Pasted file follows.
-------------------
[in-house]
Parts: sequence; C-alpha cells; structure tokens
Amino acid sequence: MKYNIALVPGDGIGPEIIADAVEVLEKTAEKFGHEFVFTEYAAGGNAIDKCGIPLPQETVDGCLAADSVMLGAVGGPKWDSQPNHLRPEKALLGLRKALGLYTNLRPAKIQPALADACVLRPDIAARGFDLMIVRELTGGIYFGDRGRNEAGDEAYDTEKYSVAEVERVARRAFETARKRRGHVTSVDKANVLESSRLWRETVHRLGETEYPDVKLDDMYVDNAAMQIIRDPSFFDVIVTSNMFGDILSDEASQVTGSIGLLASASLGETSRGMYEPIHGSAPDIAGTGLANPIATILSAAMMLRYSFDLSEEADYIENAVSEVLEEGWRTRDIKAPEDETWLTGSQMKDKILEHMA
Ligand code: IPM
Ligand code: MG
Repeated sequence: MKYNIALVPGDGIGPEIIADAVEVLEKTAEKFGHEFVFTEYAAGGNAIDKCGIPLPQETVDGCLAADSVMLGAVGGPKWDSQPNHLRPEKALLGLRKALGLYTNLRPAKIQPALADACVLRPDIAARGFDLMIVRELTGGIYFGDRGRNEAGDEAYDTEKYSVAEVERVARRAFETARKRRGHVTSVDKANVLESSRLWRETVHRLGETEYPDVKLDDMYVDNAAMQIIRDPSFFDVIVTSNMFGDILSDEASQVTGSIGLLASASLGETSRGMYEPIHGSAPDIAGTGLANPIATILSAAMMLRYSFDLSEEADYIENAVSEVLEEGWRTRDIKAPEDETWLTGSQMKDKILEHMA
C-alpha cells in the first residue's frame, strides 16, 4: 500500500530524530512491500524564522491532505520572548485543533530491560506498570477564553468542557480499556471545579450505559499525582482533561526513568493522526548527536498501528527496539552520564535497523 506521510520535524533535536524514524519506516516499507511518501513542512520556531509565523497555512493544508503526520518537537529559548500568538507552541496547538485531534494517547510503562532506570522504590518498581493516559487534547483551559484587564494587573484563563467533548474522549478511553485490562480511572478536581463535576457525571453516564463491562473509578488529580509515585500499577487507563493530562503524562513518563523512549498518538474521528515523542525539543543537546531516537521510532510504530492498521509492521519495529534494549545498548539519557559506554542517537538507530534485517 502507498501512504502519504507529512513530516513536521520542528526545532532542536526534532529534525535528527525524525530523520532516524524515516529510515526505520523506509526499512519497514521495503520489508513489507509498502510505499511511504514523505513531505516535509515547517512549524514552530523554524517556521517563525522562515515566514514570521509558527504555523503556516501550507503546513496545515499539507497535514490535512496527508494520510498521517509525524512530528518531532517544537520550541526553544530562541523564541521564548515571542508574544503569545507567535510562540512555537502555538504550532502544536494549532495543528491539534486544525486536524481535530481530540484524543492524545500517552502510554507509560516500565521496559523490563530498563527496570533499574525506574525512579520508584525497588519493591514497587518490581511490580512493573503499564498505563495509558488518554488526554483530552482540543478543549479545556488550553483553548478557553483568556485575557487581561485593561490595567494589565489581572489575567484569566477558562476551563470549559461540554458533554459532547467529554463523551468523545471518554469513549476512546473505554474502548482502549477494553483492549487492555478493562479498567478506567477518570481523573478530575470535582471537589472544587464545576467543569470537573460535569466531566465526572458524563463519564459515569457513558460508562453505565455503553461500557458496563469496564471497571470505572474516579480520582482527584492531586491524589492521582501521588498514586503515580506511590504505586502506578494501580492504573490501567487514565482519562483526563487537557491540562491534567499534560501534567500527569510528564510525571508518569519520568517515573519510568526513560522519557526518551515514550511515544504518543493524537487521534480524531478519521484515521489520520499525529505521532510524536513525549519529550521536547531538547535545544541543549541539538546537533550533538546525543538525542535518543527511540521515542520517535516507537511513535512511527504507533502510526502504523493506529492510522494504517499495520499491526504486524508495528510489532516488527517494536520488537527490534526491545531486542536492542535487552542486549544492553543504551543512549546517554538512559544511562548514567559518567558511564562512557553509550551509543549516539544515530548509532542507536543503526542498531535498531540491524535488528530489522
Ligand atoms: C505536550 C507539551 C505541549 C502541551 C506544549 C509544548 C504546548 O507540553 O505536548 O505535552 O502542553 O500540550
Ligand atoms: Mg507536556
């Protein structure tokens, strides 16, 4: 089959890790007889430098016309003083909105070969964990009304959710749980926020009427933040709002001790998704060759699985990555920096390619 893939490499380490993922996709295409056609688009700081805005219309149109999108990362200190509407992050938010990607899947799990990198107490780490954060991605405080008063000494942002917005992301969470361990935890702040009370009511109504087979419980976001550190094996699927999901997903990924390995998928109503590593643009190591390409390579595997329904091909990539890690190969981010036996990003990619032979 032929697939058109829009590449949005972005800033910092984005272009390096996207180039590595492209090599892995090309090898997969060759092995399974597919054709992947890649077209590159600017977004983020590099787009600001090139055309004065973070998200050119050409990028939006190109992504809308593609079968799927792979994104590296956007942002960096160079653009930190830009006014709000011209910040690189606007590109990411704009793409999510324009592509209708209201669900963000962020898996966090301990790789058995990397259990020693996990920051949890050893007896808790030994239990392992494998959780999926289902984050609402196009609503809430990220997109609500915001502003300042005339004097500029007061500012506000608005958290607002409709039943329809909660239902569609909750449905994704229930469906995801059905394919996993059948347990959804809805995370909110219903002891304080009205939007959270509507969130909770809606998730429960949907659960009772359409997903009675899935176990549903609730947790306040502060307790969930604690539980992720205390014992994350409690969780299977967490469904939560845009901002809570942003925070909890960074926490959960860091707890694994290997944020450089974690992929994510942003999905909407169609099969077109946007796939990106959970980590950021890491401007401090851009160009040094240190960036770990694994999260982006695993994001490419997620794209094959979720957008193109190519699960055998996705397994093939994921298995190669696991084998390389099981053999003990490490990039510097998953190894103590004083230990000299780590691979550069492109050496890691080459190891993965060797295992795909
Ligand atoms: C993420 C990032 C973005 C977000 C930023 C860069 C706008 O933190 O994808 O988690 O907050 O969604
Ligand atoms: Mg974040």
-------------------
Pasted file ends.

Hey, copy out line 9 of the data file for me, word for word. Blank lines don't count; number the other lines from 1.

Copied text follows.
Ligand atoms: Mg507536556